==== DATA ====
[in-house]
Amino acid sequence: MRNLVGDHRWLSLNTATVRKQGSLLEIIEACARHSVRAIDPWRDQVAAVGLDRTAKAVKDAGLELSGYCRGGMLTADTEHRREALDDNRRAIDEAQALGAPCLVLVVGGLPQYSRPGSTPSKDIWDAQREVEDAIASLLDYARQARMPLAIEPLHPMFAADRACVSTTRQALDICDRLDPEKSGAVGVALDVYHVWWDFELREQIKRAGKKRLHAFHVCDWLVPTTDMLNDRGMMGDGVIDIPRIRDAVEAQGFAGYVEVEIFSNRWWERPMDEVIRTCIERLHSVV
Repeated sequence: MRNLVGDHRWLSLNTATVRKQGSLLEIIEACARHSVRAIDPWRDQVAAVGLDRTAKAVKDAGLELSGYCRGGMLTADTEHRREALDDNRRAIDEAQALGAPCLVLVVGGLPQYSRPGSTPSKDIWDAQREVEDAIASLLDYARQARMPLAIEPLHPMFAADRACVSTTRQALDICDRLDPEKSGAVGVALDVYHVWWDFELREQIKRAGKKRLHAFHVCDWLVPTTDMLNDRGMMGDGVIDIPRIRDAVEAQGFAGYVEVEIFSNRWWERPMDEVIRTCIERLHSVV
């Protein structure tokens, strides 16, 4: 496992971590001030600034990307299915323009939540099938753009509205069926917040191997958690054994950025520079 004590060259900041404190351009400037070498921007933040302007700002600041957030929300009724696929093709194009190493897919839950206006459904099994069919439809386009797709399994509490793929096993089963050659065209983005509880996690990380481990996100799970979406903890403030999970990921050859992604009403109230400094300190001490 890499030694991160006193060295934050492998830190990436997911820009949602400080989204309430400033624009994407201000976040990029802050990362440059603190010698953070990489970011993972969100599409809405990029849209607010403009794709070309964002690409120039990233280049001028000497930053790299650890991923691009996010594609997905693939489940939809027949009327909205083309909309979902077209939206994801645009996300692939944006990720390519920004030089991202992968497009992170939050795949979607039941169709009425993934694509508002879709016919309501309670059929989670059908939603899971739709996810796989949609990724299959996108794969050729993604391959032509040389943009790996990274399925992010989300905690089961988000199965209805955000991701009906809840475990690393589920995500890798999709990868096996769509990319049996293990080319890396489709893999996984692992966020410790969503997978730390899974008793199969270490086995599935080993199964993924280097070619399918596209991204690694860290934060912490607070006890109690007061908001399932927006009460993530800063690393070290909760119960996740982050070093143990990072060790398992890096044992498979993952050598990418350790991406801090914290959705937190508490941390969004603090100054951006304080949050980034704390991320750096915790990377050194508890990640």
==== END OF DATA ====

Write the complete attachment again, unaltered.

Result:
[in-house]
Amino acid sequence: MRNLVGDHRWLSLNTATVRKQGSLLEIIEACARHSVRAIDPWRDQVAAVGLDRTAKAVKDAGLELSGYCRGGMLTADTEHRREALDDNRRAIDEAQALGAPCLVLVVGGLPQYSRPGSTPSKDIWDAQREVEDAIASLLDYARQARMPLAIEPLHPMFAADRACVSTTRQALDICDRLDPEKSGAVGVALDVYHVWWDFELREQIKRAGKKRLHAFHVCDWLVPTTDMLNDRGMMGDGVIDIPRIRDAVEAQGFAGYVEVEIFSNRWWERPMDEVIRTCIERLHSVV
Repeated sequence: MRNLVGDHRWLSLNTATVRKQGSLLEIIEACARHSVRAIDPWRDQVAAVGLDRTAKAVKDAGLELSGYCRGGMLTADTEHRREALDDNRRAIDEAQALGAPCLVLVVGGLPQYSRPGSTPSKDIWDAQREVEDAIASLLDYARQARMPLAIEPLHPMFAADRACVSTTRQALDICDRLDPEKSGAVGVALDVYHVWWDFELREQIKRAGKKRLHAFHVCDWLVPTTDMLNDRGMMGDGVIDIPRIRDAVEAQGFAGYVEVEIFSNRWWERPMDEVIRTCIERLHSVV
């Protein structure tokens, strides 16, 4: 496992971590001030600034990307299915323009939540099938753009509205069926917040191997958690054994950025520079 004590060259900041404190351009400037070498921007933040302007700002600041957030929300009724696929093709194009190493897919839950206006459904099994069919439809386009797709399994509490793929096993089963050659065209983005509880996690990380481990996100799970979406903890403030999970990921050859992604009403109230400094300190001490 890499030694991160006193060295934050492998830190990436997911820009949602400080989204309430400033624009994407201000976040990029802050990362440059603190010698953070990489970011993972969100599409809405990029849209607010403009794709070309964002690409120039990233280049001028000497930053790299650890991923691009996010594609997905693939489940939809027949009327909205083309909309979902077209939206994801645009996300692939944006990720390519920004030089991202992968497009992170939050795949979607039941169709009425993934694509508002879709016919309501309670059929989670059908939603899971739709996810796989949609990724299959996108794969050729993604391959032509040389943009790996990274399925992010989300905690089961988000199965209805955000991701009906809840475990690393589920995500890798999709990868096996769509990319049996293990080319890396489709893999996984692992966020410790969503997978730390899974008793199969270490086995599935080993199964993924280097070619399918596209991204690694860290934060912490607070006890109690007061908001399932927006009460993530800063690393070290909760119960996740982050070093143990990072060790398992890096044992498979993952050598990418350790991406801090914290959705937190508490941390969004603090100054951006304080949050980034704390991320750096915790990377050194508890990640």